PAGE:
Play Music with your Painting Using Teensy

[sab-art], a collaboration between [Sophia Brueckner] and [Eric Rosenbaum], has created a touch-sensitive musical painting. Initially, basic acrylic paint is used for the majority of the canvas. Once that is dry, conductive paint is used to make the shapes that will be used for the capacitive touch sensing. As an added step to increase the robustness, nails are hammered through each painted shape and connected with wiring in the back of the painting. These wires are then connected to the inputs of a Teensy++ 2.0, using Arduino code based on MaKey MaKey to output MIDI. The MIDI is then sent to a Mac Mini which then synthesizes the sound using Ableton Live.  Any MIDI-processing software would work, though. For this particular painting, external speakers are used, but incorporating speakers into your own composition is certainly possible.

A nice aspect of this project is that it can be as simple or as complex as you choose. Multiple conductive shapes can be connected through the back to the same Teensy input so that they play the same sound. While [sab-art] went with a more abstract look, this can be used with any style. Imagine taking a painting of Dogs Playing Poker and having each dog bark in its respective breed’s manner when you touch it, or having spaceships make “pew pew” noises. For a truly meta moment, an interactive MIDI painting of a MIDI keyboard would be sublime. [sab-art] is refining the process with each new painting, so even more imaginative musical works of art are on the horizon. We can’t wait to see and hear them!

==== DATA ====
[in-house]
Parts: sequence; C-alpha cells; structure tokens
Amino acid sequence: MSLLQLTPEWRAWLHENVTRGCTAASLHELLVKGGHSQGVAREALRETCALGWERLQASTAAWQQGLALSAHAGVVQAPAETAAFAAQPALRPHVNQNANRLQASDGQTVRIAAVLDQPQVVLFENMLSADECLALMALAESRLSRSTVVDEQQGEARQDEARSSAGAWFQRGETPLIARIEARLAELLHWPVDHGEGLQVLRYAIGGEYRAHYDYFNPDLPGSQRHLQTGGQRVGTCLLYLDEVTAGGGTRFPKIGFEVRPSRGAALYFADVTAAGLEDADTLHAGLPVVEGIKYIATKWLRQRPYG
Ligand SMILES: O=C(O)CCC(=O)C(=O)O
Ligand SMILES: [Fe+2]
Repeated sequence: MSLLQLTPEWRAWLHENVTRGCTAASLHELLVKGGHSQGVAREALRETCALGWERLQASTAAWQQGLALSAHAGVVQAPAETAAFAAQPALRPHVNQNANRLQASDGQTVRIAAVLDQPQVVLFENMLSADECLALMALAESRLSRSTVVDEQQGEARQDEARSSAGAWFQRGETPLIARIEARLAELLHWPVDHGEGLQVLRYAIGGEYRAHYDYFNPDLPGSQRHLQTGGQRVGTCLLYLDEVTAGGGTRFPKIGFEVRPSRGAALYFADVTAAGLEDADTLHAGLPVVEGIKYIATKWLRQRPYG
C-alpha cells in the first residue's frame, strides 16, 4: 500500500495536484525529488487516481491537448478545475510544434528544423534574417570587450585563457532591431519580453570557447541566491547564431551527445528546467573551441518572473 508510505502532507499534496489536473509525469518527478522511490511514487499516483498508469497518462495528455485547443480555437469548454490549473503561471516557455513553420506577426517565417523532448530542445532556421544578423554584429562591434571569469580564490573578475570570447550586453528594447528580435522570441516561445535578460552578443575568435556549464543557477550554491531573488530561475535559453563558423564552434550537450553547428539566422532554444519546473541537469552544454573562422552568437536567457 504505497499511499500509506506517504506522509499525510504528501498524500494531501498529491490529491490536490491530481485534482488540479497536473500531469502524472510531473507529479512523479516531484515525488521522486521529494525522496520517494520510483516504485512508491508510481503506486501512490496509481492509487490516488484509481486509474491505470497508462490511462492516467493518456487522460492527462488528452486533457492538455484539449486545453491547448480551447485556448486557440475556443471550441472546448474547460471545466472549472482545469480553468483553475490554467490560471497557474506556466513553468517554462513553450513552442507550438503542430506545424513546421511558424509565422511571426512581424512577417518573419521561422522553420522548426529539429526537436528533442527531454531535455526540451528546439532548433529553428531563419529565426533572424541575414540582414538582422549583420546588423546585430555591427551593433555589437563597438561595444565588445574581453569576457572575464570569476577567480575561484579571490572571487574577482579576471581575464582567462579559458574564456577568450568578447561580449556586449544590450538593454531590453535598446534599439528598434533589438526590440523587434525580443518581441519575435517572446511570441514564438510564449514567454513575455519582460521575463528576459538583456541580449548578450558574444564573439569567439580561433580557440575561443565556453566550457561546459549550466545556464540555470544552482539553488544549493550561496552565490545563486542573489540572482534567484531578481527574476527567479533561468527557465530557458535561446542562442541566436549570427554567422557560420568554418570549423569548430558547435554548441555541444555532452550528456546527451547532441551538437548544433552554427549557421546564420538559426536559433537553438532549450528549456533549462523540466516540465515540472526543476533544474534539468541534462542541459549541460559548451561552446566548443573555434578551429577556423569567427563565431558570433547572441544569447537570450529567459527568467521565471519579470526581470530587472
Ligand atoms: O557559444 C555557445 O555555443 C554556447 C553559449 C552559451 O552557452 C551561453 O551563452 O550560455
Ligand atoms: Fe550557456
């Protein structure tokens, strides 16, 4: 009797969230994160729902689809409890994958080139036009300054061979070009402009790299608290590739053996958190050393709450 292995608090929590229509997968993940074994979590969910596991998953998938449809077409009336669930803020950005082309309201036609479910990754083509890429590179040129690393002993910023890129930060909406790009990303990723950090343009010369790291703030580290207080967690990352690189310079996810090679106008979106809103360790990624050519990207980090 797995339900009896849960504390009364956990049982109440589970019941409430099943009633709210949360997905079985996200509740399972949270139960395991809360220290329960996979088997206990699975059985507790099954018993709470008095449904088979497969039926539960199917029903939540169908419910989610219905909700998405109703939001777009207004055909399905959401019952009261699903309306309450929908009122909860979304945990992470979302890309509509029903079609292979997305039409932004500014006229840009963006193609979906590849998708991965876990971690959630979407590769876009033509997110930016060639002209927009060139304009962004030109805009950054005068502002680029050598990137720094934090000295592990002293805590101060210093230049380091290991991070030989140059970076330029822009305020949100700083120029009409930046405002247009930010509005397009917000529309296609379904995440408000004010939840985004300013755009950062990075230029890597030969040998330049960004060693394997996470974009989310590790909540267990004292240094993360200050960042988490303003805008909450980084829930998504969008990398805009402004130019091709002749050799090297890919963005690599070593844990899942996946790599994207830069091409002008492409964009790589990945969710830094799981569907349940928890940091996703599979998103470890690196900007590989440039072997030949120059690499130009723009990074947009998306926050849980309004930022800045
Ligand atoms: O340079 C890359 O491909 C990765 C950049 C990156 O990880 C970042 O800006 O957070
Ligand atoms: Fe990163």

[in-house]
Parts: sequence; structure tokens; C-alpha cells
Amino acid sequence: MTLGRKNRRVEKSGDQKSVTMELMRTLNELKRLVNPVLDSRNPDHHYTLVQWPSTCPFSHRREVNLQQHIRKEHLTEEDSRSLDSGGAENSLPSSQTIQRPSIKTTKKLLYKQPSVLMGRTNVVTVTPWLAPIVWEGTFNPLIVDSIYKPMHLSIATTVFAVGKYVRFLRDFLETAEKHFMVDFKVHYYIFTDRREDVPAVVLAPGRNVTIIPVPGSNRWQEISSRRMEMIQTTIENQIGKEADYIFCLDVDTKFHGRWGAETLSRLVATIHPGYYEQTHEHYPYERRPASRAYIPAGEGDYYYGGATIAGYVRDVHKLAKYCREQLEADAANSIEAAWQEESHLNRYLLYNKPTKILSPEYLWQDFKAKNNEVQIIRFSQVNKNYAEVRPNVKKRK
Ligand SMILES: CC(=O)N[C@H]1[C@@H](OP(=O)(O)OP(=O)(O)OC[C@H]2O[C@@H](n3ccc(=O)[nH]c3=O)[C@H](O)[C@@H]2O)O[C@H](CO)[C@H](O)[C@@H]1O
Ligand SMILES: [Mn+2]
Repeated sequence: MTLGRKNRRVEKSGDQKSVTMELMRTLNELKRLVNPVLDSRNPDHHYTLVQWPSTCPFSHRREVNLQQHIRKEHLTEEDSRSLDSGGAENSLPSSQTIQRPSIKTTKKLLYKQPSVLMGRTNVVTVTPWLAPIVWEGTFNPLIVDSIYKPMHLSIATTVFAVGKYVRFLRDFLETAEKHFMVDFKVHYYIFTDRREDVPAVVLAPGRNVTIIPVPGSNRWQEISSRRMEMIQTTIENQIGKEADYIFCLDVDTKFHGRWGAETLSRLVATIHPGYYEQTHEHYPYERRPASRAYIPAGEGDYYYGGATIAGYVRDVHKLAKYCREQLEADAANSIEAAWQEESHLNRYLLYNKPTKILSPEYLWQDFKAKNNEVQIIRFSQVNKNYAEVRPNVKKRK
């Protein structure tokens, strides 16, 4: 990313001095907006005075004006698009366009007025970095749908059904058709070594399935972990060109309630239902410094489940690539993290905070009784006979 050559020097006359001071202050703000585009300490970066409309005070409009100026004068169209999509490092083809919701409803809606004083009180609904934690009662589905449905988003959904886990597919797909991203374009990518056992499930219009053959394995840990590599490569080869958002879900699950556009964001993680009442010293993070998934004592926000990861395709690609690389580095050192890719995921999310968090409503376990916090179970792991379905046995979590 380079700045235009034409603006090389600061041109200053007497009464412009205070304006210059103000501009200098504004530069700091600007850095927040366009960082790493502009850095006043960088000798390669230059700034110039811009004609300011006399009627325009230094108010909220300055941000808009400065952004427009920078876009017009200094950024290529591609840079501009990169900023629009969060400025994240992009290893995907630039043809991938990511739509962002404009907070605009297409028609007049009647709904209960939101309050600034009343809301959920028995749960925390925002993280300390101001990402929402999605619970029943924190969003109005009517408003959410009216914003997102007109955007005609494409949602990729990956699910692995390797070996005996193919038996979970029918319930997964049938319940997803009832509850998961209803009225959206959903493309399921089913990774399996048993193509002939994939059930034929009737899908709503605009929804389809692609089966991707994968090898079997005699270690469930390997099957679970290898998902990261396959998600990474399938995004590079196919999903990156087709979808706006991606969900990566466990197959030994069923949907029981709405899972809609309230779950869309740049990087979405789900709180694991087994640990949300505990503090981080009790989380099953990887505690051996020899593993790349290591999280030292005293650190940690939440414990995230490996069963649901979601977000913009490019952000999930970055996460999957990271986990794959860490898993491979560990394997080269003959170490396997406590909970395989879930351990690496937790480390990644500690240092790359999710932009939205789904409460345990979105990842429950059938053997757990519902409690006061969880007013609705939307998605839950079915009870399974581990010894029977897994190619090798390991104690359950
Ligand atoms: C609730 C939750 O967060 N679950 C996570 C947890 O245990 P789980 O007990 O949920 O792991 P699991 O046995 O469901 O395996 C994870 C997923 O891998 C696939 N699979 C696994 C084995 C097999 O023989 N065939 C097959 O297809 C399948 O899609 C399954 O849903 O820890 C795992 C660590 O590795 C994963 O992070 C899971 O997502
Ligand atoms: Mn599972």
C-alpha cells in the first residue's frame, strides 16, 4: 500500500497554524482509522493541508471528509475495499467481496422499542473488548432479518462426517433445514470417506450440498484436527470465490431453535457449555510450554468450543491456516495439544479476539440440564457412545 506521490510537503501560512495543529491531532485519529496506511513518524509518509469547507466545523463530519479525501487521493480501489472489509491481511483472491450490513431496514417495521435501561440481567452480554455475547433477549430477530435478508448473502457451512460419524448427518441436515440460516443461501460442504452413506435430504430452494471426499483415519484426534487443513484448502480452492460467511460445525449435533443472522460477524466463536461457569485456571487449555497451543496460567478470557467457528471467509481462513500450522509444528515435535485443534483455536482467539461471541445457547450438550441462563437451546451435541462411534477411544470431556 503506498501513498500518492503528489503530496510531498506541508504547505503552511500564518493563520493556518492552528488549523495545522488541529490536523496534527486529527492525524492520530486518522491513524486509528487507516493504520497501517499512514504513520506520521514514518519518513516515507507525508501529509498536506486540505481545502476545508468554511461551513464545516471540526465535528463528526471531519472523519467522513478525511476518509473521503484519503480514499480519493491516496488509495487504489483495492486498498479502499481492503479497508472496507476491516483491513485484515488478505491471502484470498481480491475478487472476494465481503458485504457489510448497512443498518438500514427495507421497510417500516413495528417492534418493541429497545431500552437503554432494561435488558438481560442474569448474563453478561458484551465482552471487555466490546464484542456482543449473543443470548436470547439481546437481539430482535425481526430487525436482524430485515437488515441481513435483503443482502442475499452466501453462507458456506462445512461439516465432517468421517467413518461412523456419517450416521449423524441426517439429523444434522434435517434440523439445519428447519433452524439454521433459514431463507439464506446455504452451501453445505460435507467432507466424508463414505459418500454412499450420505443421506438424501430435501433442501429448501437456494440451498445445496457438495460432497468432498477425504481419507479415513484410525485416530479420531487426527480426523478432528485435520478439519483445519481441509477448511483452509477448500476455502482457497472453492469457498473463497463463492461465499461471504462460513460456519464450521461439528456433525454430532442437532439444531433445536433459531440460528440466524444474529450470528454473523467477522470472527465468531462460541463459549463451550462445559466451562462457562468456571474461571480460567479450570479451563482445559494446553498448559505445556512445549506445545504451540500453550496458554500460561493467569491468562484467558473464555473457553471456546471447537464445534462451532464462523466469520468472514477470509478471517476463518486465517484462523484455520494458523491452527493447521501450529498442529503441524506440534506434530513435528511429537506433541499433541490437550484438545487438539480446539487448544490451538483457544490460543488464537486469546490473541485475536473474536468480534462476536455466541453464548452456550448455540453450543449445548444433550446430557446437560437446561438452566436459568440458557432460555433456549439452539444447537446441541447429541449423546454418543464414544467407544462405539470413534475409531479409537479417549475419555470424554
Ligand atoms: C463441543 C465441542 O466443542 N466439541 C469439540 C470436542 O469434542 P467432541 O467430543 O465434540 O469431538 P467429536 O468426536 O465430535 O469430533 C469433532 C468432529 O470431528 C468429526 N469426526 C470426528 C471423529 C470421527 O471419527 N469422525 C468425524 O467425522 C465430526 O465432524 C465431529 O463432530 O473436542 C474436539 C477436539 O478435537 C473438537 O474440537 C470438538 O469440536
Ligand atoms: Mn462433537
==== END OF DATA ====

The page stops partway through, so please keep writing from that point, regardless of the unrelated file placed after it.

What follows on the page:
[via Instructables]

5 thoughts on “Play Music with your Painting Using Teensy

  1. This looks and sounds beautiful! What a great idea!

    It seems like it could use a varnish to seal it so the painting isn’t discolored.

    I would want to make this a standalone creation in my home and not need a dedicated PC. Does anyone know of a cheap midi synthesizer? I wonder if I could buy a cheap, used keyboard and hack it down to just it’s midi synthesizing circuitry.

    1. You can definitely find cheap used MIDI synths and strip them down, thrift stores often have them for under $20, I found a perfectly good one someone had thrown in the trash because the battery cover was missing and they probably lost the wall wart power supply! All you need to do is open it up remove the keyboard strip header from the main board and remount the speakers, the connections are usually pretty obvious even for a novice hacker though some keyboards may have separate daughter boards you may need to keep in the circuit for the MIDI/audio connectors, power input, etc. Most cheap synths I have opened up are mostly air once you remove the keyboard and the working guts would fit in a much smaller case, however, your mileage may vary.

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